I have a T-shirt that has the same sentiment written on it. I was recently in the men's locker room at the Spa at Glennpointe, where I am a member, when all of a sudden I felt a sharp slap across my back. I thought it was someone I know saying hello a little too vigorously. But I turned around, and found a total stranger screaming at me in my face about what an abomination my T-shirt is. When he finally backed off I asked him his name. He said it was "Putz", which is Yiddish for male genitalia. While I feel this would actually be an appropriate name for the man, the club has no one registered by that name and so I was not able to have him charged with assault and battery or expelled from the club.
This past October, when American military deaths in Iraq reached the 2,000 mark, I participated in a Teaneck Peace & Justice Coalition peace vigil at the Teaneck Armory. I made up my own sign, which read, "The REAL axis of evil—USA, UK, Israel. Get out of Iraq, Afghanistan, Palestine". The term "axis of evil" was coined by White House speech writer David Frumm, and was used to connect three unlikely allies, Iraq, Iran, and North Korea in a Bush speech aimed at stirring up pro-war sentiment. I maintain that the axis of evil that appeared on my sign is a reality, whereas the axis of evil posited in Bush's speech was a fabrication. At the vigil, just as a reporter was about to interview me, a man I recognized as a leader of the Coalition muscled in between the reporter and myself and physically prevented the interview. He then became extremely verbally abusive, ordered me to leave the peace vigil, and accused me of being an FBI plant. Putting this into proper perspective, this is a man who is in a leadership position in a group organized around the concept of promoting peace and justice, acting in a violent manner at a peace demonstration. I hope the irony is apparent.
I did not leave the peace vigil, and from subsequent conversations it became clear that the coalition leadership felt my sign was off-topic. Was it? Do we know why America invaded Iraq? Deputy Secretary of Defense Paul Wolfowitz stated, "The truth is that for reasons that have a lot to do with the U.S. Government bureaucracy, we settled on the one issue that everyone could agree on—which was weapons of mass destruction—as the core reason." And as we know they fabricated documents to make it appear that Iraq had acquired materials for use in the production of WMD's in a deal with Mali (W. Africa). Clearly WMD's are not the reason we invaded Iraq. So why are we in Iraq? The big three reasons generally cited are oil, corporate interests, and Bush's personal vendetta against Saddam Hussein, all probably valid.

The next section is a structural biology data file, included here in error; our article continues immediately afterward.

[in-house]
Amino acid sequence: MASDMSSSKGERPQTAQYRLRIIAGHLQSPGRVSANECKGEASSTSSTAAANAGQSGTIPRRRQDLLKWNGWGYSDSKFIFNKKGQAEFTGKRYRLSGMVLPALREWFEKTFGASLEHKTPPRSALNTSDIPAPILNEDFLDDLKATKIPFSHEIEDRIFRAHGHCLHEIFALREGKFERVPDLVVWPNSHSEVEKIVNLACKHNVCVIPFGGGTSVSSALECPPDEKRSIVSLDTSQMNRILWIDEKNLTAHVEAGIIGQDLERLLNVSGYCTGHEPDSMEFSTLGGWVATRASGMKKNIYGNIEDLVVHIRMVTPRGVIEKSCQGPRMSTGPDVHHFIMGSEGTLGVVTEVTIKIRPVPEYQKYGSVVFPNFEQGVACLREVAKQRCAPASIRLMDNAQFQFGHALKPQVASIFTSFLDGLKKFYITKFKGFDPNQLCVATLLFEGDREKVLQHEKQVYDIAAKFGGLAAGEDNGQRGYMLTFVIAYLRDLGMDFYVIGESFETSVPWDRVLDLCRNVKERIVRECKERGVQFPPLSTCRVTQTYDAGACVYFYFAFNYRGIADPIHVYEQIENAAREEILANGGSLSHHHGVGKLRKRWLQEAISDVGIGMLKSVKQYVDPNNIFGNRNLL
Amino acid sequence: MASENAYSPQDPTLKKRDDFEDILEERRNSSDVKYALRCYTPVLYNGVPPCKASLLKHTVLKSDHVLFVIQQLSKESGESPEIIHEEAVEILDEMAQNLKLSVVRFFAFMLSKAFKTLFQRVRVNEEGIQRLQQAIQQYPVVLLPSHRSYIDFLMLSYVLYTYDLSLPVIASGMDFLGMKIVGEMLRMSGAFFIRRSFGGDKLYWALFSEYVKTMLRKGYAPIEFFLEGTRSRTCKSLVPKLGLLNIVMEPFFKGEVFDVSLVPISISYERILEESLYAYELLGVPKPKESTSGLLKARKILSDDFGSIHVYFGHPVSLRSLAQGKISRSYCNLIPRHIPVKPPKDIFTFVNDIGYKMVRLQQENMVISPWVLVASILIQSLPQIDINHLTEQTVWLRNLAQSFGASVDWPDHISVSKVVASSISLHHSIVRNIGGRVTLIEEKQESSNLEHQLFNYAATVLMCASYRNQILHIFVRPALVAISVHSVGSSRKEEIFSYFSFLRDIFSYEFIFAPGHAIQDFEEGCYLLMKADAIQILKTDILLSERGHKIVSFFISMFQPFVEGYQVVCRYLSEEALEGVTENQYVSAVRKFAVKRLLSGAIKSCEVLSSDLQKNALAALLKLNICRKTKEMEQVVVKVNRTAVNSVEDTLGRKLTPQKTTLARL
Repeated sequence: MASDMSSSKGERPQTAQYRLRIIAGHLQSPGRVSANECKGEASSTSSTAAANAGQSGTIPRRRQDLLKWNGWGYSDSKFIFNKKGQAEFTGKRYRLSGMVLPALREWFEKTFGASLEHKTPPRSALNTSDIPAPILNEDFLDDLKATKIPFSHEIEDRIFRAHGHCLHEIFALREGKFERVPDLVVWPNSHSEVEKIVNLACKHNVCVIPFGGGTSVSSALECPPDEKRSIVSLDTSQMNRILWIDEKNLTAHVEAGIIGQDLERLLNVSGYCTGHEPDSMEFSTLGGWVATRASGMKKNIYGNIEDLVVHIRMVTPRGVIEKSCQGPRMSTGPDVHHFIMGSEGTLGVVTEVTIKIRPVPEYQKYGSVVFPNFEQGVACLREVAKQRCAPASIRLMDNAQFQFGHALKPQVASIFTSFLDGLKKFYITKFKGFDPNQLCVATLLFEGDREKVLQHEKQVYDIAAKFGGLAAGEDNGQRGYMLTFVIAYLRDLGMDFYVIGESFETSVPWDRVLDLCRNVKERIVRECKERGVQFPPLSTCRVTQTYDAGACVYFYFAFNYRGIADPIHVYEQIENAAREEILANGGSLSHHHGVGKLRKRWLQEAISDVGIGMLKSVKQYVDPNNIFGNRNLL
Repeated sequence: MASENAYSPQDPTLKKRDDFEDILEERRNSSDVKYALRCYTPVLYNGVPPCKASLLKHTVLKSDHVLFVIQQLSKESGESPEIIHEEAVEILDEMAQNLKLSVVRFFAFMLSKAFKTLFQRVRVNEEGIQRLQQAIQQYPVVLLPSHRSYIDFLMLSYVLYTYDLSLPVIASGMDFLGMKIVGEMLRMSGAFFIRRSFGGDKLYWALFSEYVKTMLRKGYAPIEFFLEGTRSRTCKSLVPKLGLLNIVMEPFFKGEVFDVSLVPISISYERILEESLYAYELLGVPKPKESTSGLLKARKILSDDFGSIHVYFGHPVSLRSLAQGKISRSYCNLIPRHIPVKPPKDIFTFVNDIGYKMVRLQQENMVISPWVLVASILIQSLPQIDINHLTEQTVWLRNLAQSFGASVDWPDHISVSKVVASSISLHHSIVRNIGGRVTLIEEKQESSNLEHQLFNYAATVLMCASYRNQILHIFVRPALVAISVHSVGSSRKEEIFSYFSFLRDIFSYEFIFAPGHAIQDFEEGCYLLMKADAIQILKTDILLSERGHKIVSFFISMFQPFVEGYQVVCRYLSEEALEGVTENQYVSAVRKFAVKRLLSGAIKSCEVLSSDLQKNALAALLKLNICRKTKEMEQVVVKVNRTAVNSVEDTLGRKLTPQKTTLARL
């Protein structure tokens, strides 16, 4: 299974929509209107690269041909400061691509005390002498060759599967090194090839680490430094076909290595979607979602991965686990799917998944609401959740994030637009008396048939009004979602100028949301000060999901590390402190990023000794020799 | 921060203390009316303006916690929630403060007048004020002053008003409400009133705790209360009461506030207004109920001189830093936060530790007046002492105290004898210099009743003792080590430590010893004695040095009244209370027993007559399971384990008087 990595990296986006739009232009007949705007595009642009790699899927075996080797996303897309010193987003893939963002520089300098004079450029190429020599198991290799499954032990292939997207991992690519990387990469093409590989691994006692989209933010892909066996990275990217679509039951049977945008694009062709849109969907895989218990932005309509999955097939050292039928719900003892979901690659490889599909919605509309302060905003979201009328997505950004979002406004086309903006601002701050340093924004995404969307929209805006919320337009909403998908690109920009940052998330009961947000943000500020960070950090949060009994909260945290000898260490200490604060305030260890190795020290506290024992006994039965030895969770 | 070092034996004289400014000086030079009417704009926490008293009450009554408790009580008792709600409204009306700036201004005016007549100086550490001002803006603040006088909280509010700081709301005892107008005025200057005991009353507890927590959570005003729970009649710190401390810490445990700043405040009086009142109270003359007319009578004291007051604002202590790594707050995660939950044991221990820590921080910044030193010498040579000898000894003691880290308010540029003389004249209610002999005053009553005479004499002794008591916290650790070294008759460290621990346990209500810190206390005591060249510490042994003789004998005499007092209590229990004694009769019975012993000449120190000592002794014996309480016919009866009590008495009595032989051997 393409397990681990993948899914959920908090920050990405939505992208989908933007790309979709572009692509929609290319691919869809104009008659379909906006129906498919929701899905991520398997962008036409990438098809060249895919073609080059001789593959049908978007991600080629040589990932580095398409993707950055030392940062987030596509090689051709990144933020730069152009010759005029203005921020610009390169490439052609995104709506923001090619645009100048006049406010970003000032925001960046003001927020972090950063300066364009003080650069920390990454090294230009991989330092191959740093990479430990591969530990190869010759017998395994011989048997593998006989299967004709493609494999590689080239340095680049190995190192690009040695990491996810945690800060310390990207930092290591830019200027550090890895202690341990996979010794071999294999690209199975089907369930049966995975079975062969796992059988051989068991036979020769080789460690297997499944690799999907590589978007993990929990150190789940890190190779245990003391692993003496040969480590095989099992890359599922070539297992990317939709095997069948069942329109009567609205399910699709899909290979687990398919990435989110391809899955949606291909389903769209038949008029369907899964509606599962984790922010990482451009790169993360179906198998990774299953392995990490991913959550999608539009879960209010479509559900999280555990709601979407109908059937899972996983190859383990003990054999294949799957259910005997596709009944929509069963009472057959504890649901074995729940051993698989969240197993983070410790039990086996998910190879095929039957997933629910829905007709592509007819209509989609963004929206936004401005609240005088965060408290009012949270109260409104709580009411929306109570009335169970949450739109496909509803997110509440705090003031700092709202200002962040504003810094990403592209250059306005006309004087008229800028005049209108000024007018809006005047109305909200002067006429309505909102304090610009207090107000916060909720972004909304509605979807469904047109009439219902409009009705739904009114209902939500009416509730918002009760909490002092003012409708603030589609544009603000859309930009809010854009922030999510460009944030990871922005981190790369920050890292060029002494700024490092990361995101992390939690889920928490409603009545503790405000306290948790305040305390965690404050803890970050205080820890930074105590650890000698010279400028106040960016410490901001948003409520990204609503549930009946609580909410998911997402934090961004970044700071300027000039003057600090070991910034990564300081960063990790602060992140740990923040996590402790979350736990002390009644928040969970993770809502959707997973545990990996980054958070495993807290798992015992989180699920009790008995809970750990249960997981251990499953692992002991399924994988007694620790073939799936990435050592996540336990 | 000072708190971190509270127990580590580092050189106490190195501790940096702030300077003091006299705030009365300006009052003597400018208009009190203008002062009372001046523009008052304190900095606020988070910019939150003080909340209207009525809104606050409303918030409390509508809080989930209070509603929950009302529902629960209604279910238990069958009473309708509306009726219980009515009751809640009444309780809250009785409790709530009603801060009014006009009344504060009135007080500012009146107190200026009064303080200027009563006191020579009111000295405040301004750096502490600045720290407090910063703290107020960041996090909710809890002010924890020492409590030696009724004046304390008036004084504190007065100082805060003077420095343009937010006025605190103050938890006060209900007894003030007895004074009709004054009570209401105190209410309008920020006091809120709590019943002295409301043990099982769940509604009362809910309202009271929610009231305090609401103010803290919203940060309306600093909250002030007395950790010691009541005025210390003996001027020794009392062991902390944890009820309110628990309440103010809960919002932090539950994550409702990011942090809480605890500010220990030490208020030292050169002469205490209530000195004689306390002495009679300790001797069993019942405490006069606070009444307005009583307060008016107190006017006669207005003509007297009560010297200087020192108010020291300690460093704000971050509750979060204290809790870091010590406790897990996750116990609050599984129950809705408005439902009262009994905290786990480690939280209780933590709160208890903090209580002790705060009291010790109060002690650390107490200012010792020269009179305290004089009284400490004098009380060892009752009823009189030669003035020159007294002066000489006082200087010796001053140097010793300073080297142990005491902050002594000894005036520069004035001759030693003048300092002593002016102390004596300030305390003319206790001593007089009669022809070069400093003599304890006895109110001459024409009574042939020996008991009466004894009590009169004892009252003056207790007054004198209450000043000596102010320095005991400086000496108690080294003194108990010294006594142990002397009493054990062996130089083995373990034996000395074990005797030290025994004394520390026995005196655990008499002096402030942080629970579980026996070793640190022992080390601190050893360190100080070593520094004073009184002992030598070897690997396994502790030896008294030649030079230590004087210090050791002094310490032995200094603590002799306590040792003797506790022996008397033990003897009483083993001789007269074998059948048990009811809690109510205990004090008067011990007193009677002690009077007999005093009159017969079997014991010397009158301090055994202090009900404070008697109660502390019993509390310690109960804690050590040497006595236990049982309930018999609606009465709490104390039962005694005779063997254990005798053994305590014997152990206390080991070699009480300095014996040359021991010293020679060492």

However, Ariel Sharon had been calling for a US invasion of Iraq. AIPAC was lobbying for it. Ultra-Zionist neocons Wolfowitz and Perle, who were part of our defense department's decision-making apparatus, were pulling for it. This short list is by no means complete. And the potential benefits to Israel are obvious: removal of the most serious threat Israel faced in the region, Saddam Hussein, and the creation of a friendly buffer between Israel and its second most serious threat in the region, Iran. However, as the U.S. has failed to install a puppet government in Baghdad as it intended, and has only been successful in creating utter chaos, the reality in the region is that things are far more dangerous for everyone: for Israel, for the U.S., and for Iraqi citizens.
Can we say that Israel had nothing to do with why we invaded Iraq? The Teaneck Peace and Justice Coalition would like to say so. In fact the Coalition refuses to deal with Israel in any way, shape, or form, which begs the question as to why. The same man who bullied me at the peace vigil also told me at a recent Coalition meeting not to attend future meetings. Why? I had offered to bring the Coalition a presenter on the Palestinian issue. (I had made the same offer previously by e mail and my e mails were ignored.) I have since been told that I need to respect the coalition's democratic process by which it has decided not to deal with the Israel/Palestine issue. And of course I do support the coalition's democratic process. I would support it if they democratically voted not to wear underwear on alternate Tuesdays. Democratic process does not necessarily indicate sanity. And democratic process does not mean I have no right to point out to this group of which I am a member, that it's more than a little strange that a "peace and justice coalition" is democratically choosing to ignore one of the most pressing peace and justice issues in the world today.